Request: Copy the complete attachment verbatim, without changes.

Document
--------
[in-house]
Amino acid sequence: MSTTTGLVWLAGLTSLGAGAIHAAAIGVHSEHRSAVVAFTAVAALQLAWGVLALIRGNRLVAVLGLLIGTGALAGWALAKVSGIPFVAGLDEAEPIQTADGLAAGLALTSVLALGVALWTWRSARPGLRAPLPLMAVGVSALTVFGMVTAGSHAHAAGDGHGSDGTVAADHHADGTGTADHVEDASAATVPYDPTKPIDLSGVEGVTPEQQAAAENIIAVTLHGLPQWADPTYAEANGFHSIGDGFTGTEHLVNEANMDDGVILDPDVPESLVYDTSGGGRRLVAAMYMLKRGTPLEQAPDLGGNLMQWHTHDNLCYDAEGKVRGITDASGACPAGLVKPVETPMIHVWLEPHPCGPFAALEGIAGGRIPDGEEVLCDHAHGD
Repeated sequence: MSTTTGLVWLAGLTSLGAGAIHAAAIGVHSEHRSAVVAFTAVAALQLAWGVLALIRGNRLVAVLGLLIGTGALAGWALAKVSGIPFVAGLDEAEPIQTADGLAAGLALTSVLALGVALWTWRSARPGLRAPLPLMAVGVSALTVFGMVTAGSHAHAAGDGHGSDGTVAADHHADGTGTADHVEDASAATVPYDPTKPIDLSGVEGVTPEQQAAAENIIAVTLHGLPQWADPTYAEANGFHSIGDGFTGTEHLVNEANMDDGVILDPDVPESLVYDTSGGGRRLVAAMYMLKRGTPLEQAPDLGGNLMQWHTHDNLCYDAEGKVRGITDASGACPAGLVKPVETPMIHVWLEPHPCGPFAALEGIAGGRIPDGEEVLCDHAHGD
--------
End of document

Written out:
[in-house]
Amino acid sequence: MSTTTGLVWLAGLTSLGAGAIHAAAIGVHSEHRSAVVAFTAVAALQLAWGVLALIRGNRLVAVLGLLIGTGALAGWALAKVSGIPFVAGLDEAEPIQTADGLAAGLALTSVLALGVALWTWRSARPGLRAPLPLMAVGVSALTVFGMVTAGSHAHAAGDGHGSDGTVAADHHADGTGTADHVEDASAATVPYDPTKPIDLSGVEGVTPEQQAAAENIIAVTLHGLPQWADPTYAEANGFHSIGDGFTGTEHLVNEANMDDGVILDPDVPESLVYDTSGGGRRLVAAMYMLKRGTPLEQAPDLGGNLMQWHTHDNLCYDAEGKVRGITDASGACPAGLVKPVETPMIHVWLEPHPCGPFAALEGIAGGRIPDGEEVLCDHAHGD
Repeated sequence: MSTTTGLVWLAGLTSLGAGAIHAAAIGVHSEHRSAVVAFTAVAALQLAWGVLALIRGNRLVAVLGLLIGTGALAGWALAKVSGIPFVAGLDEAEPIQTADGLAAGLALTSVLALGVALWTWRSARPGLRAPLPLMAVGVSALTVFGMVTAGSHAHAAGDGHGSDGTVAADHHADGTGTADHVEDASAATVPYDPTKPIDLSGVEGVTPEQQAAAENIIAVTLHGLPQWADPTYAEANGFHSIGDGFTGTEHLVNEANMDDGVILDPDVPESLVYDTSGGGRRLVAAMYMLKRGTPLEQAPDLGGNLMQWHTHDNLCYDAEGKVRGITDASGACPAGLVKPVETPMIHVWLEPHPCGPFAALEGIAGGRIPDGEEVLCDHAHGD